Payback period

  • Disadvantages:
  • Considers cash flows within the payback period only: says nothing about project asa whole* or the profitability
  • Ignores size and timing of cash flows
  • Ignores time value of money (although discounted payback can be used)
  • It does not really take account of risk

Discounted Cash Flow Techniques

  • Net present value (NPV)
  • Internal rate of return (IRR)
  • Time value of money is taken into account
  • Applies a discount rate*
  • Example:
  • Project costing £1,000 is expected to yield £500 per year for 2 years. Cost of capital is 10%
  • What is the NPV?
  • Year Net cash flow (X) DF = PV
  • £ 10% £
  • 1 500 0.909 455
  • 2 645 0.826 532.77
  • 987.77
  • less initial cost 1,000
  • Net present value (12.23)
  • Would you accept the project?

2. Net present value (NPV)

Net present value

  • Difference between PV of future benefits and present value of capital invested, discounted at company’s cost of capital (hurdle rate)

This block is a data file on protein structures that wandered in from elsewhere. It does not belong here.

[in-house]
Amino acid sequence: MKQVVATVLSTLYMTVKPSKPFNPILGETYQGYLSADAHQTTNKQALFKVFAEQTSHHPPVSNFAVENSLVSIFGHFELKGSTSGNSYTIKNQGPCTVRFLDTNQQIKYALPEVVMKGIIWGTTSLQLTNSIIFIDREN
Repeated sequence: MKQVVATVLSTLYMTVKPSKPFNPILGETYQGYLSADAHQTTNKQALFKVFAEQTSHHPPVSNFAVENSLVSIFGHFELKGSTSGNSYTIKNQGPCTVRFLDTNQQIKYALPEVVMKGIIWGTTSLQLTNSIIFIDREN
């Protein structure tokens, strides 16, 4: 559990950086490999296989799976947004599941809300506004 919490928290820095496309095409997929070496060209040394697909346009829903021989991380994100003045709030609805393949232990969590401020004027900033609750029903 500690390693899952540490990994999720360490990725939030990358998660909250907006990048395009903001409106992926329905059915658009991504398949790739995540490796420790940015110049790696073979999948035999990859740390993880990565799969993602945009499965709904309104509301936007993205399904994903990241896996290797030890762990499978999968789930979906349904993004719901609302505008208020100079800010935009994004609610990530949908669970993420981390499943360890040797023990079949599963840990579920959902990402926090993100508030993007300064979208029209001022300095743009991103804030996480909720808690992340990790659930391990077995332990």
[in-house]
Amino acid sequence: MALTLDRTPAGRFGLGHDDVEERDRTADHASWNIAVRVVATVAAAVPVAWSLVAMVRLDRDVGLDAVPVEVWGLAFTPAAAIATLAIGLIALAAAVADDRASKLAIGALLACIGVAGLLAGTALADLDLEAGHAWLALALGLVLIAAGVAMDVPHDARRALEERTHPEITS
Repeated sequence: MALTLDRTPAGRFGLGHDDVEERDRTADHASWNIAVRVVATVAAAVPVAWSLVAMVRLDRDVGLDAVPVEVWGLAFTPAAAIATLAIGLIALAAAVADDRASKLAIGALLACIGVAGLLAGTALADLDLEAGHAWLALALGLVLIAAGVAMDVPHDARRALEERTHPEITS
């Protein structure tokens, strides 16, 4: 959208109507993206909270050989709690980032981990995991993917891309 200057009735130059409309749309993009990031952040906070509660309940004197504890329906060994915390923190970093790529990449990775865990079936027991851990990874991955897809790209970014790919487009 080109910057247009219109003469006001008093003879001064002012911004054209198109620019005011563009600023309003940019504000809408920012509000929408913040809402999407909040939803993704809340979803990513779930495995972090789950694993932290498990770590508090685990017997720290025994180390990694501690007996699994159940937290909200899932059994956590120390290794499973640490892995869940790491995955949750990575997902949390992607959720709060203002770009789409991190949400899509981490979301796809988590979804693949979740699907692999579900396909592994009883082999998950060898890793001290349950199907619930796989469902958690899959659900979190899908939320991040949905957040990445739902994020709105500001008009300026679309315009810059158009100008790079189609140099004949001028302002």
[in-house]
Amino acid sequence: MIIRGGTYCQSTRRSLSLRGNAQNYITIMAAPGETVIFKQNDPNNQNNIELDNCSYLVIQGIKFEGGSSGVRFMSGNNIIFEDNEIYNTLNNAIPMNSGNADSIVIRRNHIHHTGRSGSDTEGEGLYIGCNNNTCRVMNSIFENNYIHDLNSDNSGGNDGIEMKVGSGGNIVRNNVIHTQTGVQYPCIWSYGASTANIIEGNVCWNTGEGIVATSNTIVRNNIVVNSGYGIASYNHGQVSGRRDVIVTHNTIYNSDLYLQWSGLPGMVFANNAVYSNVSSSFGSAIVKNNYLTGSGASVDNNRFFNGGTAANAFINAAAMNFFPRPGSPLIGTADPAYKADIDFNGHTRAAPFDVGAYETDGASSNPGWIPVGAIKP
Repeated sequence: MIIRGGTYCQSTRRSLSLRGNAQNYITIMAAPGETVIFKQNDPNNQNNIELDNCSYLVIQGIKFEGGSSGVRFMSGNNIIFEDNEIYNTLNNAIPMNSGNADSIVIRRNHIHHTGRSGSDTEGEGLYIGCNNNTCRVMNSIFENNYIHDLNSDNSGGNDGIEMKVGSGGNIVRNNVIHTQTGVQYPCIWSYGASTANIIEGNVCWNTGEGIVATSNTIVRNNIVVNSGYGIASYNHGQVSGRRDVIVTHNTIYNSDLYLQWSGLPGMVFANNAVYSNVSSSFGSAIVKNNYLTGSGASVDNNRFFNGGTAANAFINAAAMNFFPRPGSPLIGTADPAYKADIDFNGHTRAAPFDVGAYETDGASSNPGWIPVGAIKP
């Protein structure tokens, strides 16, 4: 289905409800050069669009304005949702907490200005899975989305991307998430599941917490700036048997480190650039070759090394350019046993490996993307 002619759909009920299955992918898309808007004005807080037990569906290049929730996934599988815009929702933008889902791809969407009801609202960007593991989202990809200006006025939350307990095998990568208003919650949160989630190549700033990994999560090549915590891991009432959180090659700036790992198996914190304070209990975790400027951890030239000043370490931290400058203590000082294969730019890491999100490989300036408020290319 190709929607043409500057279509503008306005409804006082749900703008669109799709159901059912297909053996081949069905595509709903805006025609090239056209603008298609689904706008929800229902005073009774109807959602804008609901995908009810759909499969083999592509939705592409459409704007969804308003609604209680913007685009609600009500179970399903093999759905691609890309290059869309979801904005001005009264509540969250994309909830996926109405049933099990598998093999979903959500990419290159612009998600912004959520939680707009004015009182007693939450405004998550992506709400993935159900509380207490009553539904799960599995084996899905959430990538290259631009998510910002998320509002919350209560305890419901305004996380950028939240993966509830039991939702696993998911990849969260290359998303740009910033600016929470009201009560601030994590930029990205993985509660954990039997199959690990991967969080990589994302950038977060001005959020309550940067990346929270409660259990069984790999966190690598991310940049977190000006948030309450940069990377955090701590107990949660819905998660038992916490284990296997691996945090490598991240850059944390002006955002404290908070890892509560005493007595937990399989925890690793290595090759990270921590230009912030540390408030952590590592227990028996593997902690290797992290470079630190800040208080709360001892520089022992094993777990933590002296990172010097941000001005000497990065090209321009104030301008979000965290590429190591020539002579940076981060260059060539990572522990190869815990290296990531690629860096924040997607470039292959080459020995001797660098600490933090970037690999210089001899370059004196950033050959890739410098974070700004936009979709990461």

• NPV decision rule is to accept all projects with a positive NPV
  • With mutually exclusive projects, select project with highest NPV
  • Regarded as the best investment appraisal method by academics
  • Advantages:
  • Takes account of time value of money
  • Uses cash flow, not accounting profit
  • Takes account of all relevant cash flows over lifeof project
  • Can take account of conventional and non-conventional cash flows, as well as changes in discount rate during project
  • Gives absolute measure of project value

Net present value

Net present value

  • Disadvantages:
  • Project cash flows may be difficult to estimate (but applies to all methods).
  • Accepting all projects with positive NPV only possible in a perfect capital market.
  • Cost of capital may be difficult to find.
  • Cost of capital may change over project life, rather than being constant.

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